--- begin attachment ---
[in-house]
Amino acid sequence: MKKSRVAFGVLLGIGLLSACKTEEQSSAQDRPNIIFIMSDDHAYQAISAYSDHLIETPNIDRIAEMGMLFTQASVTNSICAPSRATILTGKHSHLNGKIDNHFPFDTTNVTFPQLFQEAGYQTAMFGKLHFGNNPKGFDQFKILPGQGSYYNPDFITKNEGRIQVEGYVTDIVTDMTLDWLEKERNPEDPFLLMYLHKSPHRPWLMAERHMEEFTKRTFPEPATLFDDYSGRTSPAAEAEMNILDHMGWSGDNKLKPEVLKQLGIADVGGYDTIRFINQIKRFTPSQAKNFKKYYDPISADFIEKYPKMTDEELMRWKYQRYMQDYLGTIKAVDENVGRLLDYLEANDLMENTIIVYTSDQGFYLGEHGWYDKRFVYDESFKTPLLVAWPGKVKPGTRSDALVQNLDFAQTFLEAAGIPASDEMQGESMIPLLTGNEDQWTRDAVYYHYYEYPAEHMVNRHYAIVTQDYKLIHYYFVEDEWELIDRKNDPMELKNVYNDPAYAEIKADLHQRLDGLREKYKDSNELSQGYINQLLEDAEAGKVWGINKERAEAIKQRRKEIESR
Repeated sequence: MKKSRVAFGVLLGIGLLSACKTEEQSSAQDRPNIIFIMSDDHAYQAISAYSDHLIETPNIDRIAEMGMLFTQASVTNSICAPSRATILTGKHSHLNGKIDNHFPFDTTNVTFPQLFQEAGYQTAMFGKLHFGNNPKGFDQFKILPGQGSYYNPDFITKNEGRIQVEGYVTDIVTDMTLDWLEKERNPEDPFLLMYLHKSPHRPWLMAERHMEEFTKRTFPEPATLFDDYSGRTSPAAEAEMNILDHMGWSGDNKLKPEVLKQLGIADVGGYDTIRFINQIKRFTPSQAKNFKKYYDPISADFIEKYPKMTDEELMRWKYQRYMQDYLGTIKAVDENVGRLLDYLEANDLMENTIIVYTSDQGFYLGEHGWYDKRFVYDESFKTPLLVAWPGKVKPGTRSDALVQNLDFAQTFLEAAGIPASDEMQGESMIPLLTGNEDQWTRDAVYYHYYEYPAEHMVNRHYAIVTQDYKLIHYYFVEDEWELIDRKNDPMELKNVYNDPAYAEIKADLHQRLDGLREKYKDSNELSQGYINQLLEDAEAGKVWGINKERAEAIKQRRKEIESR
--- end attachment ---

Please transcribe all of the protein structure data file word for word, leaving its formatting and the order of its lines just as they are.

[in-house]
Amino acid sequence: MKKSRVAFGVLLGIGLLSACKTEEQSSAQDRPNIIFIMSDDHAYQAISAYSDHLIETPNIDRIAEMGMLFTQASVTNSICAPSRATILTGKHSHLNGKIDNHFPFDTTNVTFPQLFQEAGYQTAMFGKLHFGNNPKGFDQFKILPGQGSYYNPDFITKNEGRIQVEGYVTDIVTDMTLDWLEKERNPEDPFLLMYLHKSPHRPWLMAERHMEEFTKRTFPEPATLFDDYSGRTSPAAEAEMNILDHMGWSGDNKLKPEVLKQLGIADVGGYDTIRFINQIKRFTPSQAKNFKKYYDPISADFIEKYPKMTDEELMRWKYQRYMQDYLGTIKAVDENVGRLLDYLEANDLMENTIIVYTSDQGFYLGEHGWYDKRFVYDESFKTPLLVAWPGKVKPGTRSDALVQNLDFAQTFLEAAGIPASDEMQGESMIPLLTGNEDQWTRDAVYYHYYEYPAEHMVNRHYAIVTQDYKLIHYYFVEDEWELIDRKNDPMELKNVYNDPAYAEIKADLHQRLDGLREKYKDSNELSQGYINQLLEDAEAGKVWGINKERAEAIKQRRKEIESR
Repeated sequence: MKKSRVAFGVLLGIGLLSACKTEEQSSAQDRPNIIFIMSDDHAYQAISAYSDHLIETPNIDRIAEMGMLFTQASVTNSICAPSRATILTGKHSHLNGKIDNHFPFDTTNVTFPQLFQEAGYQTAMFGKLHFGNNPKGFDQFKILPGQGSYYNPDFITKNEGRIQVEGYVTDIVTDMTLDWLEKERNPEDPFLLMYLHKSPHRPWLMAERHMEEFTKRTFPEPATLFDDYSGRTSPAAEAEMNILDHMGWSGDNKLKPEVLKQLGIADVGGYDTIRFINQIKRFTPSQAKNFKKYYDPISADFIEKYPKMTDEELMRWKYQRYMQDYLGTIKAVDENVGRLLDYLEANDLMENTIIVYTSDQGFYLGEHGWYDKRFVYDESFKTPLLVAWPGKVKPGTRSDALVQNLDFAQTFLEAAGIPASDEMQGESMIPLLTGNEDQWTRDAVYYHYYEYPAEHMVNRHYAIVTQDYKLIHYYFVEDEWELIDRKNDPMELKNVYNDPAYAEIKADLHQRLDGLREKYKDSNELSQGYINQLLEDAEAGKVWGINKERAEAIKQRRKEIESR